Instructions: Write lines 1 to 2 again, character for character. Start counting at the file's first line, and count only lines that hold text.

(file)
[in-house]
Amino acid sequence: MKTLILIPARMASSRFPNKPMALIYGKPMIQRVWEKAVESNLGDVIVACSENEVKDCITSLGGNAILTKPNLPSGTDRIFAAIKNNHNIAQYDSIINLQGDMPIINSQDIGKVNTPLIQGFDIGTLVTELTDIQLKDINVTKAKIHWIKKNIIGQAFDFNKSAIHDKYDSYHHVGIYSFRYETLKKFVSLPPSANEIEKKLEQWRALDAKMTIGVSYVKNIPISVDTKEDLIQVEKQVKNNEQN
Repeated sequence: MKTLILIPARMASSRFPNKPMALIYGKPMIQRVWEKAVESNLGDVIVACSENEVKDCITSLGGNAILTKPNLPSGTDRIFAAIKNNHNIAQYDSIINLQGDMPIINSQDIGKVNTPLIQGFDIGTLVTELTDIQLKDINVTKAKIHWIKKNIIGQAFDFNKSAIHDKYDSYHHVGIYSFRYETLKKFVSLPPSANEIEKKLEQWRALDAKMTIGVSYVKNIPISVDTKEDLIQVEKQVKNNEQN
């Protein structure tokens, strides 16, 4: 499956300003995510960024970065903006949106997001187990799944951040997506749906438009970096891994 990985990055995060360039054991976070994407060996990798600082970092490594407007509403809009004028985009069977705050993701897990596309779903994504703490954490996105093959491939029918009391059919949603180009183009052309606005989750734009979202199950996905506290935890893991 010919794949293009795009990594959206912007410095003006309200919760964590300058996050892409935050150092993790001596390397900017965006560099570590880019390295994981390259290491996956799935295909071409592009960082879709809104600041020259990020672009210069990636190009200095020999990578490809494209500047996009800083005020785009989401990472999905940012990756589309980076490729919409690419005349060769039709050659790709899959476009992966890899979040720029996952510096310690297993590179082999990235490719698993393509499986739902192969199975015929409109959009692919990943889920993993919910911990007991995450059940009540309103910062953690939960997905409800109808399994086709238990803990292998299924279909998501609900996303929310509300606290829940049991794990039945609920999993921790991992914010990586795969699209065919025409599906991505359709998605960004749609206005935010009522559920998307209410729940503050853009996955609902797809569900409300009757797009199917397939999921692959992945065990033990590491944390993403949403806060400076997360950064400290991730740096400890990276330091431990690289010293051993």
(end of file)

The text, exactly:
[in-house]
Amino acid sequence: MKTLILIPARMASSRFPNKPMALIYGKPMIQRVWEKAVESNLGDVIVACSENEVKDCITSLGGNAILTKPNLPSGTDRIFAAIKNNHNIAQYDSIINLQGDMPIINSQDIGKVNTPLIQGFDIGTLVTELTDIQLKDINVTKAKIHWIKKNIIGQAFDFNKSAIHDKYDSYHHVGIYSFRYETLKKFVSLPPSANEIEKKLEQWRALDAKMTIGVSYVKNIPISVDTKEDLIQVEKQVKNNEQN